Marketing as the Growth Driver in Manufacturing

Marketing as the Growth Driver in Manufacturing

Smart solutions across production lines, operations, supply chains, and technology integrations represent manufacturing innovations designed to reduce costs and drive growth. In a highly digitized world, the next round of innovation and growth will come from a totally new source. It will come from your ability to engage with customers and your ability to acquire and keep precious customers.

So, where will innovation and growth come from? Not sales!

This innovation and growth will not come from sales. In fact, the sales organization is more challenged than ever before. Today’s customers and prospects are no longer reliant on the sales team for information – they can get what they need in a few clicks. Especially in the B2B world, customers are 70% of the way through their buying journey before sales even has an inkling that a customer is looking around.

So, where will innovation and growth come from? Yes, marketing!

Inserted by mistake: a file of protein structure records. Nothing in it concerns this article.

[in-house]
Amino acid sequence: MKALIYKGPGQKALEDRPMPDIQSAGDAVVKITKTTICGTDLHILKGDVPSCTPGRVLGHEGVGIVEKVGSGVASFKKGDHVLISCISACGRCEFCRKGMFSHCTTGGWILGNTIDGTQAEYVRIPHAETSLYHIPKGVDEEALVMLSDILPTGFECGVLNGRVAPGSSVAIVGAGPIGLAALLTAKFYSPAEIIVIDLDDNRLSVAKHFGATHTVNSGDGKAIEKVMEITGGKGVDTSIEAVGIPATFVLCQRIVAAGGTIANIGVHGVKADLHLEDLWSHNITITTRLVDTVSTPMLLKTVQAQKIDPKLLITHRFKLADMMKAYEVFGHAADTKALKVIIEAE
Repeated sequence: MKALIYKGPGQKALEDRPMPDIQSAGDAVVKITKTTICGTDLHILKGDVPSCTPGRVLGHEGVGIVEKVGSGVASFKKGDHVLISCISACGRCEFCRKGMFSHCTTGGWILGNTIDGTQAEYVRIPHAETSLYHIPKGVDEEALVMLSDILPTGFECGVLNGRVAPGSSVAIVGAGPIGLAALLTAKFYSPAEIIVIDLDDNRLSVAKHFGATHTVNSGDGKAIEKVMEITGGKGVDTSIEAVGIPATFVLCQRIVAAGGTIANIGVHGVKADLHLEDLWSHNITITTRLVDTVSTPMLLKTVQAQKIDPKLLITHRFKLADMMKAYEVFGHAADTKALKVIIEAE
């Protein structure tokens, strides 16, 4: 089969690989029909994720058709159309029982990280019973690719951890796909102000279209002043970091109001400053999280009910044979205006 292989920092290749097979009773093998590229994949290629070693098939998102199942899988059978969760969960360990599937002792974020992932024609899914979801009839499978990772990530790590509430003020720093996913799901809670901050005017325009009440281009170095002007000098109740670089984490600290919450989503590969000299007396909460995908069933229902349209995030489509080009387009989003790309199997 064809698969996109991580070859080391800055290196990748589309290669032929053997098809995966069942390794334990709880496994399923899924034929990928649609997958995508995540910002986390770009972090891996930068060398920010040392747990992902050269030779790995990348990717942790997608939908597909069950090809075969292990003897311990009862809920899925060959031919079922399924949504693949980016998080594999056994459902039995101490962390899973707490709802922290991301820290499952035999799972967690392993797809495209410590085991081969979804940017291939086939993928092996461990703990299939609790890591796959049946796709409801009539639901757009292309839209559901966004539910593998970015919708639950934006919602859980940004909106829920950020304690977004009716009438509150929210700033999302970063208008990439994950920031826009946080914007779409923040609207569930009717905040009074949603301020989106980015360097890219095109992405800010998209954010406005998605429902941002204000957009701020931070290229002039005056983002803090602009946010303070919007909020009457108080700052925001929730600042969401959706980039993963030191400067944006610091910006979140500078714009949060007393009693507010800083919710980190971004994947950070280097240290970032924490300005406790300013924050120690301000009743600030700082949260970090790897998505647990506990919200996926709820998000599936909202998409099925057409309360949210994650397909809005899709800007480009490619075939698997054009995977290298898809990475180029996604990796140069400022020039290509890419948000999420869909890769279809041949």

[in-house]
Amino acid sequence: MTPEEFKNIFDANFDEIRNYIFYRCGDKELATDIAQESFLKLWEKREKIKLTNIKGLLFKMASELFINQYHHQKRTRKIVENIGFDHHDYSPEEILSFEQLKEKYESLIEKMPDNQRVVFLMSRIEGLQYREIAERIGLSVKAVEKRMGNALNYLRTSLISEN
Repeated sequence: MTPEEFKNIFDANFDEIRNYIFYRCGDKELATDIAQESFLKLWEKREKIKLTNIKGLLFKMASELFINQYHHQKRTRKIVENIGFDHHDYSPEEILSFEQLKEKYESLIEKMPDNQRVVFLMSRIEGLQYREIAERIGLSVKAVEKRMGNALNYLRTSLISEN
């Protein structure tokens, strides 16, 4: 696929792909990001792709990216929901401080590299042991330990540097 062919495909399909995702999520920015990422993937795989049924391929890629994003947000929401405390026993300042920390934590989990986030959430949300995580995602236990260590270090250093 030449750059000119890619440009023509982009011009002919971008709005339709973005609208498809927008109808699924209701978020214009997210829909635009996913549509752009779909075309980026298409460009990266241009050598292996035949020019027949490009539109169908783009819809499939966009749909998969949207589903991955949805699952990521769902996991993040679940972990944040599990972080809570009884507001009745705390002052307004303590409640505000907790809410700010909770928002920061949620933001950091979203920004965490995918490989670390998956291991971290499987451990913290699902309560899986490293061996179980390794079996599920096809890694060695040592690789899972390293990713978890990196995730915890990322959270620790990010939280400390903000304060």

The solution lies within your marketing department. To explore this proposition, I recently hosted a panel of marketing pioneers from the manufacturing sector. Kelly Kelly Dickson, Global Revenue Marketing Operations Leader, Commscope; Peter Bell, Manufacturing Industry, Marketo; and Bryan Gassler, Director of Global Marketing Communications, Xylem joined us to discuss three key areas in which marketing drives innovation and growth:

  1. Manage and deliver an excellent customer experience
  2. Drive sales and marketing alignment to capture leads
  3. How marketing needs to change to deliver value

Manage and deliver an excellent customer experience

I loved this quote from Kelly Dickson – “Do not assume you know your customer!” This piece of advice sets the stage for pivoting from being a product centric company to a customer centric company. Xylem made this pivot. Bryan shared with us how Xylem flipped their communications from great products to educating their customers on how to use Xylem products and services. The focus on this new messaging was to help customers make an impact on their business and be able to do their jobs better and more efficiently by using Xylem solutions. As a result of this pivot, “this gave us a competitive edge and took pricing out of the equation”, said Bryan. Pretty powerful stuff, especially in an age of commoditization.